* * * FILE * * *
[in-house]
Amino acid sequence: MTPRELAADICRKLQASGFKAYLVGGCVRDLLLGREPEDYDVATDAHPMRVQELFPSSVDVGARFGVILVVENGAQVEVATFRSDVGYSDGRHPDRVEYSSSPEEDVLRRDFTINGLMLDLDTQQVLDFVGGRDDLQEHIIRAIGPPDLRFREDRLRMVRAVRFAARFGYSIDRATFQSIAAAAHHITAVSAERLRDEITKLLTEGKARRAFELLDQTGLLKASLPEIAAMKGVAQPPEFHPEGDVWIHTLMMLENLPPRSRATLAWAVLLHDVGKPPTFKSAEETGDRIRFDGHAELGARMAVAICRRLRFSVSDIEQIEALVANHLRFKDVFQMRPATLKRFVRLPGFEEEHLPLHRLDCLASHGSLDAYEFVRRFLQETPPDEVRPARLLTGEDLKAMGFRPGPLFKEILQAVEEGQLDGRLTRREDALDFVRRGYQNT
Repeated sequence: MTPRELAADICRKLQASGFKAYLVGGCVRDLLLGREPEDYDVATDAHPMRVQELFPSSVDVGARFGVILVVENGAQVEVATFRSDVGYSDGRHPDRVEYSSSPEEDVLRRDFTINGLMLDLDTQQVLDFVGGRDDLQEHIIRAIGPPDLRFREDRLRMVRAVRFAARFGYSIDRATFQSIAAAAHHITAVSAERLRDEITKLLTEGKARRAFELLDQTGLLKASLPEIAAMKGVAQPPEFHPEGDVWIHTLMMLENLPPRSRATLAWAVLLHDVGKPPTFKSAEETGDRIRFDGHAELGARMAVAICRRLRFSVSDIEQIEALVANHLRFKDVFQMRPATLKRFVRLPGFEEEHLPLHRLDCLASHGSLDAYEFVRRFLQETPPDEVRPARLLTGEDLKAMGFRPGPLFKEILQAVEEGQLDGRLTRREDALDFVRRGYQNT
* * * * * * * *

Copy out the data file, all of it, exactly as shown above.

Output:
[in-house]
Amino acid sequence: MTPRELAADICRKLQASGFKAYLVGGCVRDLLLGREPEDYDVATDAHPMRVQELFPSSVDVGARFGVILVVENGAQVEVATFRSDVGYSDGRHPDRVEYSSSPEEDVLRRDFTINGLMLDLDTQQVLDFVGGRDDLQEHIIRAIGPPDLRFREDRLRMVRAVRFAARFGYSIDRATFQSIAAAAHHITAVSAERLRDEITKLLTEGKARRAFELLDQTGLLKASLPEIAAMKGVAQPPEFHPEGDVWIHTLMMLENLPPRSRATLAWAVLLHDVGKPPTFKSAEETGDRIRFDGHAELGARMAVAICRRLRFSVSDIEQIEALVANHLRFKDVFQMRPATLKRFVRLPGFEEEHLPLHRLDCLASHGSLDAYEFVRRFLQETPPDEVRPARLLTGEDLKAMGFRPGPLFKEILQAVEEGQLDGRLTRREDALDFVRRGYQNT
Repeated sequence: MTPRELAADICRKLQASGFKAYLVGGCVRDLLLGREPEDYDVATDAHPMRVQELFPSSVDVGARFGVILVVENGAQVEVATFRSDVGYSDGRHPDRVEYSSSPEEDVLRRDFTINGLMLDLDTQQVLDFVGGRDDLQEHIIRAIGPPDLRFREDRLRMVRAVRFAARFGYSIDRATFQSIAAAAHHITAVSAERLRDEITKLLTEGKARRAFELLDQTGLLKASLPEIAAMKGVAQPPEFHPEGDVWIHTLMMLENLPPRSRATLAWAVLLHDVGKPPTFKSAEETGDRIRFDGHAELGARMAVAICRRLRFSVSDIEQIEALVANHLRFKDVFQMRPATLKRFVRLPGFEEEHLPLHRLDCLASHGSLDAYEFVRRFLQETPPDEVRPARLLTGEDLKAMGFRPGPLFKEILQAVEEGQLDGRLTRREDALDFVRRGYQNT